Coco Cubano needed a system that would give franchisees access to information from head office in real-time, something that offered layers of access permissions and allowed both the head office and the franchisee's accountants or bookkeepers access as well.

The company settled on Xero, allowing management to work closely, and in real-time, with franchisees. Cloud-based accounting also freed management from their desks, allowing access from anywhere to real-time transactional data.

Melhem said such capabilities, including point of sale integration, were revolutionising the way franchises could operate.

"Technology is important," Melhem said. "What we are looking to do — what we will do — is put our learning and training materials, videos, and ops manual in the cloud to support our expansion overseas."

Amira International, which manages AU$55 million worth of collaborative research projects for around 80 mining industry members, has just 20 staff, but they are spread across four continents.

A shift to the cloud has united those dispersed locations and helped provide access to key information and the ability to share it.

Managing director Joe Cucuzza said the cloud facilitates access to systems and the sharing of information generally, while its chosen NetSuite system has also delivered important management tools for executives to better allocate resources and to manage stakeholders.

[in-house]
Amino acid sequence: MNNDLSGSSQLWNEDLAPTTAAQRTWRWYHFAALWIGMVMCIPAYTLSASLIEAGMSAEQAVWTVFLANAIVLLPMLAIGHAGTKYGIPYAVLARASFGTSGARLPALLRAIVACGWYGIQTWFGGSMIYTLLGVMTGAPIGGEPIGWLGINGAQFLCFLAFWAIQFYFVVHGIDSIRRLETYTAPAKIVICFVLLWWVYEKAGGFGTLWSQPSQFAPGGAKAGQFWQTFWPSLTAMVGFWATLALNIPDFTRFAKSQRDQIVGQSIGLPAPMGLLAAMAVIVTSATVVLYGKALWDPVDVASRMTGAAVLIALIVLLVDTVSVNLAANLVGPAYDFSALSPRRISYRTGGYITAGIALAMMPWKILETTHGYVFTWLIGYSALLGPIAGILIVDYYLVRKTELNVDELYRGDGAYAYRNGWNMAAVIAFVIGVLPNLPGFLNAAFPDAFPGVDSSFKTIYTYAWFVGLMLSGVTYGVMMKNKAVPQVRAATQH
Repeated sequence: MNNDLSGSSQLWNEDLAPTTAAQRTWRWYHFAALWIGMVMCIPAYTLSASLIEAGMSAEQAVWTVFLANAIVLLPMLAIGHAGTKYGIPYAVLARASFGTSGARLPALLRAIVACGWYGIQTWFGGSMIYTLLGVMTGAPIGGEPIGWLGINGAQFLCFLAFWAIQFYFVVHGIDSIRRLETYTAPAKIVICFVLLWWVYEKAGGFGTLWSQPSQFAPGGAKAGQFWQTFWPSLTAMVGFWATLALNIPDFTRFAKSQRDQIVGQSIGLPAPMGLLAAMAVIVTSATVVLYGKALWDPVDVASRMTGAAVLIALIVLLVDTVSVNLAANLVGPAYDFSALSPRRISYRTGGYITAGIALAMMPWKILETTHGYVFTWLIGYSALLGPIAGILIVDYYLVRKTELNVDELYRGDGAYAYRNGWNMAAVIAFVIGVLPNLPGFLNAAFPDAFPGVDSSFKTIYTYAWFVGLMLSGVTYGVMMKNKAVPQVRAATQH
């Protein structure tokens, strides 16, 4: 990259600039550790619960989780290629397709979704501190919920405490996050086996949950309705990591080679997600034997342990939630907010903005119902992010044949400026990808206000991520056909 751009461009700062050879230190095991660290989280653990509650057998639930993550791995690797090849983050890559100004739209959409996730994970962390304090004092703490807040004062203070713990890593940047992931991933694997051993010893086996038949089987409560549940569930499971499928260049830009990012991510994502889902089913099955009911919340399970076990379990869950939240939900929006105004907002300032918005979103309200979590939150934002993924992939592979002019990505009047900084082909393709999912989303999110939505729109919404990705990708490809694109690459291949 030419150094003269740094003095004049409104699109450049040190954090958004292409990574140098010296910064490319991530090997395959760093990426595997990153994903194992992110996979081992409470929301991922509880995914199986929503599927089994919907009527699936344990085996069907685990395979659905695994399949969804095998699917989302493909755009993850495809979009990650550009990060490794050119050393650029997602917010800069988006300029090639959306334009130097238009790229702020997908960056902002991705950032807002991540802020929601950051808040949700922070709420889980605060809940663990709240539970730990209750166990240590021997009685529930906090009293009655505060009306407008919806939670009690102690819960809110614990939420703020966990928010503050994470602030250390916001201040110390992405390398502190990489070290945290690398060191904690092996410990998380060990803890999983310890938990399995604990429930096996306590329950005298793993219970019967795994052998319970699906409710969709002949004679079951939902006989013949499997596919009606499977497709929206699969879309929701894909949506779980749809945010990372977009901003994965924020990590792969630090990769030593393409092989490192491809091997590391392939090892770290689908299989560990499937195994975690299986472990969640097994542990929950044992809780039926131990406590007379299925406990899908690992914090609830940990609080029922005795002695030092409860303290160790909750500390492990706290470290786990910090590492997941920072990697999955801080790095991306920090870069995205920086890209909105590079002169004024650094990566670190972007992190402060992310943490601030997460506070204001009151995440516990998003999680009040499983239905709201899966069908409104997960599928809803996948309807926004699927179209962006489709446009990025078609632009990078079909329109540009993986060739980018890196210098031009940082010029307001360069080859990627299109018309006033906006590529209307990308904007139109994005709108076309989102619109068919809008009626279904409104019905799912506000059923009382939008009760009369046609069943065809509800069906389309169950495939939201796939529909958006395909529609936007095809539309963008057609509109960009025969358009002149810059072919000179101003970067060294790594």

Amira shifted from on-premise ERP package Pronto, and after the success of the project is now looking at retiring its legacy customer relationship management system and shifting to a cloud-based CRM service as well.

"Anything that detracts from access is always going to deter people. Now anyone can get into the system and do business," Cucozza said.

cp-satisfaction
(Image: ZDNet)

The research and interviews found high levels of satisfaction with SaaS investment to date, indicating the SaaS sea-change is not likely to ebb any time soon.

62 percent of ANZ SaaS users said they are either satisfied or very satisfied that their business has achieved the priority business objectives they targeted from deploying SaaS applications. A total of just 8 percent were either dissatisfied or very dissatisfied.

A mere three years ago many businesses felt cloud was unproven and over-hyped.  In early 2014 we're way past the tipping-point of cloud (and SaaS) acceptance as a strategic business capability.

Topics: Cloud: How to Do SaaS Right, CXO, Cloud

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3 comments
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  • Wrong!

    The push to SaaS is not because of benefits to businesses; it is because the big providers of software (Microsoft, Adobe, etc.) want to make more money. They want you paying monthly/yearly fees forever, including paying for enhancements and upgrades you don't want nor will use.